The great black money chase

T.C.A.RAMANUJAM | Updated on March 12, 2018 Published on June 04, 2011


India may look around the world to see how other countries are tackling this menace. Collection of taxes from secret account holders in tax havens may contribute to higher tax-GDP ratio.

The Nation owes it to Baba Ramdev and his threat of a fast unto death with regard to the focus on black money stashed away abroad. Driven to the wall by the carping comments of the Supreme Court on the one hand and the rising popular mood against corruption , the Government of India has announced the setting up of a Committee of Experts to go into the question of black money.

The Chairman of the Central Board of Direct Taxes, Mr Sudhir Chandra, and some of his colleagues have been asked to submit a report within six months. The Committee will go into all aspects of black money and suggest measures to stop its generation. It will also find ways and means of bringing back unaccounted income and wealth stashed away in Swiss banks and other entities after levying proper taxes.

The government has also thought it fit to seek the advice of the committee on the question whether ill-gotten wealth secreted abroad can be declared national asset and confiscated . Simultaneously, institutions such as the National Institute of Public Policy and Finance will try to estimate the quantum of black money.

The Government has also announced its intention to publish in newspapers names of asseessees who have not paid large taxes levied on them.

The idea is that the public may give clues about the secret wealth and incomes of such defaulters. It is a well known fact that such clues emanate from whistle-blowers who work closely with the defaulters.

“Too many people remain silent in the face of fraud”, said, Ms Marry Shapiro, the Chairman of America's Securities and Exchange Commission while announcing new Rules to encourage corporate whistle-blowing.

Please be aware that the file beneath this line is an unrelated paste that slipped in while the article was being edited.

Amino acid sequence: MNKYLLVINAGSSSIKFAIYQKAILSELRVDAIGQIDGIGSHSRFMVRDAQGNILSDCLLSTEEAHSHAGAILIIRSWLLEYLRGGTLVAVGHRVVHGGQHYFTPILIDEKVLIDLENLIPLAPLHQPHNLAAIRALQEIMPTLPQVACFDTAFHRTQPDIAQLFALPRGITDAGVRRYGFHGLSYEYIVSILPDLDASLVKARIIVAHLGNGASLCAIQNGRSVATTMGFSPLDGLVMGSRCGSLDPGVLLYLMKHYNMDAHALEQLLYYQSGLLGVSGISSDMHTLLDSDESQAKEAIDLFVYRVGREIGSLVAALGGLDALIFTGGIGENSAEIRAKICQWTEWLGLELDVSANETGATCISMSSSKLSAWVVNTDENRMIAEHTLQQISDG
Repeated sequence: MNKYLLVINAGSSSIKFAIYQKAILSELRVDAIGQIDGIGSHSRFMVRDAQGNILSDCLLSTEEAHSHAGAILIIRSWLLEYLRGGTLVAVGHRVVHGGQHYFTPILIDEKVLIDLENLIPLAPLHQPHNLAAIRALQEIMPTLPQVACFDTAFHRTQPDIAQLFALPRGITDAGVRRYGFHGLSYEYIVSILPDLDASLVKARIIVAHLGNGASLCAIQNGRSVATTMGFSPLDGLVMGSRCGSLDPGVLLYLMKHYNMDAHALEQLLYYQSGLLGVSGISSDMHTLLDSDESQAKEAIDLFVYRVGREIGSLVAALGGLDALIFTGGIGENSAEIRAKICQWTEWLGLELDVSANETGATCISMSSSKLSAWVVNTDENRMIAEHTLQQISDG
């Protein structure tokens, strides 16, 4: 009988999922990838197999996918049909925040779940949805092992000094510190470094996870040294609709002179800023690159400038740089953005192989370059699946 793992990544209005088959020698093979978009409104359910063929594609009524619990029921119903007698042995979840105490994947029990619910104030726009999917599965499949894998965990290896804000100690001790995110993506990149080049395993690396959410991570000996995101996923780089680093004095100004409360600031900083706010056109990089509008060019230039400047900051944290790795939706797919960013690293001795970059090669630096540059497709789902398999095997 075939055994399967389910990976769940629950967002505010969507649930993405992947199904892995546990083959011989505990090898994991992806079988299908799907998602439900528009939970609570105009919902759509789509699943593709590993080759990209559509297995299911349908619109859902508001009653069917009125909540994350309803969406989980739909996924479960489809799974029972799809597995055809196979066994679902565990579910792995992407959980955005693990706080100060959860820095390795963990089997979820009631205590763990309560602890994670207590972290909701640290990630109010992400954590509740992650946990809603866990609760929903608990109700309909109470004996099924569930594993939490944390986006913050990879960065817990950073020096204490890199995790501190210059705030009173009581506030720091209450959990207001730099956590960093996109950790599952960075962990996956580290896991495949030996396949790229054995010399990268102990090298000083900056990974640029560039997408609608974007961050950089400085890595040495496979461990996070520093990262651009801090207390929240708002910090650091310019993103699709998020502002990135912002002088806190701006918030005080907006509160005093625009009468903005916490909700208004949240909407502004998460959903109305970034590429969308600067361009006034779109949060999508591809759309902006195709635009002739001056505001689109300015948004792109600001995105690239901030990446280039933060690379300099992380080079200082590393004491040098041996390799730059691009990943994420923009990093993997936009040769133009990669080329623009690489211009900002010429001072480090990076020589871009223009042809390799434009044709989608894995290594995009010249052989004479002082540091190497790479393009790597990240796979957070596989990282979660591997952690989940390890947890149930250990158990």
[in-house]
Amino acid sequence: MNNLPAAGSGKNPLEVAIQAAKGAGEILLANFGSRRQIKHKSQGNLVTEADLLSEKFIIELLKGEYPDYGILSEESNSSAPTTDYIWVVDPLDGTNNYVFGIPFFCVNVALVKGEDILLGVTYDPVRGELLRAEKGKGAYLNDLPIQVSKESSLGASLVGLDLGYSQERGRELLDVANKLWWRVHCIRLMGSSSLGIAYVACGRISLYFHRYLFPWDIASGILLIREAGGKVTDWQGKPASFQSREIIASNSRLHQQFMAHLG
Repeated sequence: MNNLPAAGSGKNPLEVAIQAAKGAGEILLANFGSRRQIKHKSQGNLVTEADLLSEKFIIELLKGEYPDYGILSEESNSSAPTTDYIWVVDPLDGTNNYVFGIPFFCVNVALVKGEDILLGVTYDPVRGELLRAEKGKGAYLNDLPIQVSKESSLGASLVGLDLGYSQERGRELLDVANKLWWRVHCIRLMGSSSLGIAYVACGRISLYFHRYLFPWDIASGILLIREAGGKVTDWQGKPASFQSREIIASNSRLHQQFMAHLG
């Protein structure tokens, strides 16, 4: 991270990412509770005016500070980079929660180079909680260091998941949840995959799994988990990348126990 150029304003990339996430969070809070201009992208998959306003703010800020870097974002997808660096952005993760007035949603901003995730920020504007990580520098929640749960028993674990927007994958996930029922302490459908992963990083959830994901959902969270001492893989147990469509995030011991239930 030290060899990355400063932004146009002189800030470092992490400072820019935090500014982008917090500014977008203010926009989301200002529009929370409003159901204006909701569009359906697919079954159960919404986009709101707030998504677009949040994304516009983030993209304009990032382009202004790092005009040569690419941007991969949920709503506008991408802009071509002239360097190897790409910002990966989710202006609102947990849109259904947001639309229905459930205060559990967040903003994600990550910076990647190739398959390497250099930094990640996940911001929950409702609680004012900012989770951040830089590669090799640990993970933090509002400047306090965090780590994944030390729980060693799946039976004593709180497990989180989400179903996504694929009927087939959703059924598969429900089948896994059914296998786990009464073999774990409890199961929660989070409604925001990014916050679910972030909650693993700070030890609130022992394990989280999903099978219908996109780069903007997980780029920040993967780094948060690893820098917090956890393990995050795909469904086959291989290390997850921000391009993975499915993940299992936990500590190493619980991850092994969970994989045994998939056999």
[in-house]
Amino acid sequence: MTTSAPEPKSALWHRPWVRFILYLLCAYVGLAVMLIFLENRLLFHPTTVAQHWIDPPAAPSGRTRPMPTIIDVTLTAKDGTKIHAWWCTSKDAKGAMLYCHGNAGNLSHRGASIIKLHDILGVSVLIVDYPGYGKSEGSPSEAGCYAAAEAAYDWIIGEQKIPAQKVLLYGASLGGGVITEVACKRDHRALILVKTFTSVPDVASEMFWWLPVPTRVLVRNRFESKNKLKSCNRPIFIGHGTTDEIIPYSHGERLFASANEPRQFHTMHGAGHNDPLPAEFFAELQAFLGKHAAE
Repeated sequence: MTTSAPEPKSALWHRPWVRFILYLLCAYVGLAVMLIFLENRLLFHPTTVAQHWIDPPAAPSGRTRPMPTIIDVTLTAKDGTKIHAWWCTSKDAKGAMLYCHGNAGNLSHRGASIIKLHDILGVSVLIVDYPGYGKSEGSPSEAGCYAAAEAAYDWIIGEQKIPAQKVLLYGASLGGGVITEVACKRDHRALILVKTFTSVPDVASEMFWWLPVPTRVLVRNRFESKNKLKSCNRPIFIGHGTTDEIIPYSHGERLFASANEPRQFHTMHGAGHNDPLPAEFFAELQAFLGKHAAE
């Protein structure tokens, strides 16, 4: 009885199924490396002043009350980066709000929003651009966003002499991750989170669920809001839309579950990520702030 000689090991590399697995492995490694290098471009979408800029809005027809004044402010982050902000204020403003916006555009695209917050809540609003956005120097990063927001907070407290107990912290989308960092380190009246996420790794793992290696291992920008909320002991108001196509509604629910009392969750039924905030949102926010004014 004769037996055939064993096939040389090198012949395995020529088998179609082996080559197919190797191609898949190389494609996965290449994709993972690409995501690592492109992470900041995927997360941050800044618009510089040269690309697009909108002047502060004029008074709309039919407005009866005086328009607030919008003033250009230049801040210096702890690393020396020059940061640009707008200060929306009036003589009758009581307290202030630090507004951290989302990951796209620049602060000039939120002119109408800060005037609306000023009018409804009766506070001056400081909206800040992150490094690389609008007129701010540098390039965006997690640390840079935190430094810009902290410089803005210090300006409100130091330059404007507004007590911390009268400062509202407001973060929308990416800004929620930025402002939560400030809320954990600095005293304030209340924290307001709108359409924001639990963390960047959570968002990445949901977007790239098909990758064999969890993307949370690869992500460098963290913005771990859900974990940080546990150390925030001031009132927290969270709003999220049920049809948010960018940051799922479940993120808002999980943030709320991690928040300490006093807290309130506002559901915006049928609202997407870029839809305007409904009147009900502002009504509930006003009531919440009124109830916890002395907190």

After the collapse of Enron in a flurry of fraud, the American Congress passed the Sarbanes-Oxley Act in 2002 in order to protect whistle-blowers from retaliation.

India's tax system does encourage a breed of informers to pass on tips about black money held by business tycoons. Not much is known about the quantum of rewards paid to such secret agents.

The Economist commented that recent changes made by the SEC with regard to reward Rules for whistle-blowers may result in a deluge of useless tips: “but even that might be better than status quo”.

The Government has also entered into tax information exchange agreements with a number of countries this year.

Apart from tax havens, negotiations are on with several countries to bring about amendments in the Double Taxation Avoidance Agreements. A revised treaty containing exchange of information clause was signed with Switzerland.

The Sudhir Chandra panel

How will the Sudhir Chandra Committee fulfill the entrusted task of finding ways and means to declare secreted income and wealth kept abroad by Indian citizens as national assets? This will amount to confiscation.

Our tax law never contemplates confiscation of ill-gotten wealth or income. Tax is levied at 30 per cent and penalty at the equivalent rate of 30 per cent. The balance 40 per cent can be taken back by the tax evader. Even our Constitution does not have provision for confiscation.

Amendment of the Constitution for this purpose may be an attractive idea, but it will take us nowhere. The Basic Structure Doctrine may not permit such confiscation. To locate the secret wealth and income kept aboard, tax it and recover the proceeds to India - a tall order indeed for the expert committee.

The British example

Secret accounts in tax havens happen to be a chronic problem with several Western nations also. In October, 2010, the British and Swiss Governments signed a joint declaration to work towards taxing Swiss bank accounts owned by British citizens.

Swiss banks will be obliged to tax interest payments to British Bank holders probably at a rate of 50 per cent on income from Swiss bank accounts. Such taxes collected by Swiss banks will be remitted anonymously to the British Treasury authorities.

Apart from this withholding tax, investors will also have to pay a separate levy towards unpaid taxes in the past. Swiss bank will also require their British clients to show that they have complied with British tax laws.

The names of account holder will be kept secret but taxes due thereon would have been collected and remitted to the U.K treasury.

According to one estimate, the amount of income and wealth belonging to Britain kept in Switzerland will be of the order of $125 billion. The UK may gain £6 billion by this device. The names of secret account holders may not be revealed, but Revenue will gain.

India may look around the world to see how other countries are tackling this menace.

Our tax-GDP ratio, even after taking into account the State Revenues will stand only at about 16 per cent of GDP. The UK has 34.3 per cent, Germany 37 per cent and the US 24 per cent.

Collection of taxes from secret account holders in Switzerland and other tax havens may contribute much to increasing the tax-GDP ratio.

(The author is a former Chief Commissioner of Income-Tax.)

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Published on June 04, 2011
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